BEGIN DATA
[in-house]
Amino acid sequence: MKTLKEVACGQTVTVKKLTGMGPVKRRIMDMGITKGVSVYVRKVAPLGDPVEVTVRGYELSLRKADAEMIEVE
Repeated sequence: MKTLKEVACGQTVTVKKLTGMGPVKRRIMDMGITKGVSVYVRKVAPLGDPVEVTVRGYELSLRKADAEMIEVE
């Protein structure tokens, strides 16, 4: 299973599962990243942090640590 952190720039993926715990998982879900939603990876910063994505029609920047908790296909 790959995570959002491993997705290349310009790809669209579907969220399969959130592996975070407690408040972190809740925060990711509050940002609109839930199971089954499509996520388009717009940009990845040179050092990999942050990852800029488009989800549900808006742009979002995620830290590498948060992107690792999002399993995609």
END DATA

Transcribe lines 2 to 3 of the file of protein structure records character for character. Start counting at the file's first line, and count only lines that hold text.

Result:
Amino acid sequence: MKTLKEVACGQTVTVKKLTGMGPVKRRIMDMGITKGVSVYVRKVAPLGDPVEVTVRGYELSLRKADAEMIEVE
Repeated sequence: MKTLKEVACGQTVTVKKLTGMGPVKRRIMDMGITKGVSVYVRKVAPLGDPVEVTVRGYELSLRKADAEMIEVE